Council candidates asked to consider care

Mel Groundsell

The Western Isles Community Care Forum (WICCF), a registered charity representing Third Sector care providers across the Western Isles, has written to candidates to set out the financial pressures that local care groups are under.

The letter details an average 66% gap in funding, with some organisations receiving as little as 10% of their funds from the statutory bodies responsible for social care delivery in the Western Isles.

WICCF Chair, Morag Munro, said: “While members are grateful for the financial support they receive from the IJB, Comhairle and NHS, the gap between this support and their expenditure has increased dramatically over the years. This is due mainly to the fact that there has been no uplift to the amount received since 2013. In the meantime costs have increased and demand continues to increase due to our ageing population, more people being cared for in their own homes, an increase in the number of people with dementia, a reduction in the number of family carers and extended family and a lack of workforce in the care sector.

Organisations are finding it increasingly difficult to access funding to close the gap. We are very dependent on the generosity of our community, but they are also struggling. Funders are generally reluctant to fund core costs or services which they perceive to be the responsibility of statutory services and are often only interested in new initiatives.

Fundraising puts a great deal of pressure on organisations and involves staff in spending a large proportion of their time in trying to make ends meet – time which could be better used for the benefit of the vulnerable in our communities.”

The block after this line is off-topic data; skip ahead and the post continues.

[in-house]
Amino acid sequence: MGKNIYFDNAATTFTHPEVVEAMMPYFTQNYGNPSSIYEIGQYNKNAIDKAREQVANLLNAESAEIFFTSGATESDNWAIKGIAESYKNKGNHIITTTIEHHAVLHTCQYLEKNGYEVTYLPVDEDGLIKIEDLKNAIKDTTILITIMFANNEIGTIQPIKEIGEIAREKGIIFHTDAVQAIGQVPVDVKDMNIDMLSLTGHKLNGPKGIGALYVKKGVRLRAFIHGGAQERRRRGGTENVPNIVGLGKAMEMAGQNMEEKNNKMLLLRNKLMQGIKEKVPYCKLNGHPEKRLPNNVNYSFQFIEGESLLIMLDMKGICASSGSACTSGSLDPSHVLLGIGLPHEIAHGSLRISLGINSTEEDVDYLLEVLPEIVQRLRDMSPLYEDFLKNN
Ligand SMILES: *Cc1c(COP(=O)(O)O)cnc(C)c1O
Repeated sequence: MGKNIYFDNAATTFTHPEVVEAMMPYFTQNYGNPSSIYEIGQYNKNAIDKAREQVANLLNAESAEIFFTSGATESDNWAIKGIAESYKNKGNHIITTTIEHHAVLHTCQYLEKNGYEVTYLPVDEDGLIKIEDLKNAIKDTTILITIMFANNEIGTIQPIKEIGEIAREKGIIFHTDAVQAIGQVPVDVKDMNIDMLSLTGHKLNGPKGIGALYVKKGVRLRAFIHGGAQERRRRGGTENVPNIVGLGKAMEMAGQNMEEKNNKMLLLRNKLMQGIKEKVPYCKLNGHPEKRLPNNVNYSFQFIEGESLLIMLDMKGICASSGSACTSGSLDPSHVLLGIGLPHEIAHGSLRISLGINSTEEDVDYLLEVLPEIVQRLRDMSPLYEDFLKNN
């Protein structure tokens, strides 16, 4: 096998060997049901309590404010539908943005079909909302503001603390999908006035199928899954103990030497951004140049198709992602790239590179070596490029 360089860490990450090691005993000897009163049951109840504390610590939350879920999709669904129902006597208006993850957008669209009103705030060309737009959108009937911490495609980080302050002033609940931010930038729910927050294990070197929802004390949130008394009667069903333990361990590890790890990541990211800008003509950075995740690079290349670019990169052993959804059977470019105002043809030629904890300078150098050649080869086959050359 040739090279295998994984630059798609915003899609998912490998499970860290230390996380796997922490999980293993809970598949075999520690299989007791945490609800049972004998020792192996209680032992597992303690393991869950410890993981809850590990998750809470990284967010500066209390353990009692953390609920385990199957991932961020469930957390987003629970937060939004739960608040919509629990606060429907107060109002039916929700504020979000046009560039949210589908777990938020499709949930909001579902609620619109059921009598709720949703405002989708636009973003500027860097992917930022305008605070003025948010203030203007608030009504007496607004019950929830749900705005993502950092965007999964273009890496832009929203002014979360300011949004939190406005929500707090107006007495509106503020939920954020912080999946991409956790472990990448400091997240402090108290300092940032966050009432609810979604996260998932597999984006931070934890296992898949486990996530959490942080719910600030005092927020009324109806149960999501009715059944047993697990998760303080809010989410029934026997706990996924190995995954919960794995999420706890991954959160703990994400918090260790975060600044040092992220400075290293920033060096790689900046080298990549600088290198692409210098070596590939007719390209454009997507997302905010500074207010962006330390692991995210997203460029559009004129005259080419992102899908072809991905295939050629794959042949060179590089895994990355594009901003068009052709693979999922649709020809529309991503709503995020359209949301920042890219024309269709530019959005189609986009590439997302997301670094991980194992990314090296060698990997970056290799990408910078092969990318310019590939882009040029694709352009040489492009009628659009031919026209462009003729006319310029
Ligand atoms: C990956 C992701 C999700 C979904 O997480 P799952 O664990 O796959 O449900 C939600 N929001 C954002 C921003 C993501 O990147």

Mrs Munro also raised the issue of funding cycles, highlighting the difficulty of forward planning when funding allocations are delivered on a year to year basis.

Another local group, the Disability Advocacy Collective (DAC), has invited candidates to a series of ‘zoom hustings’, to share their members’ concerns and to hear for themselves what prospective councillors have to say on cuts in social care service delivery, respite services and assisted transport.

The DAC is made up of the Speak Out Group (18 adults with a learning disability), Advocacy Western Isles, Autism Eilean Siar, Enable WI Branch, Harris Disability Access Panel, carers and service users. In its letter to candidates, the Collective highlighted the significant underspend in social care, stating: “In the last reporting period, there were 444 care hours undelivered every week as a result of carer shortfall, leaving desperate families across the WI without the full support they need.”

The IJB’s own meeting papers state: “…projected underspend of £217k in the homecare services. This is mostly due to the level of vacancies held, net underspend of £614k, offset by projected agency costs of £342k. The budget already assumed a £250k saving from vacancy so the underspend in staffing is actually £864k less the agency cost.”

Both groups have addressed their pleas direct to the candidates standing for office in the hope that if elected, they will prioritise the needs of the most vulnerable in our society.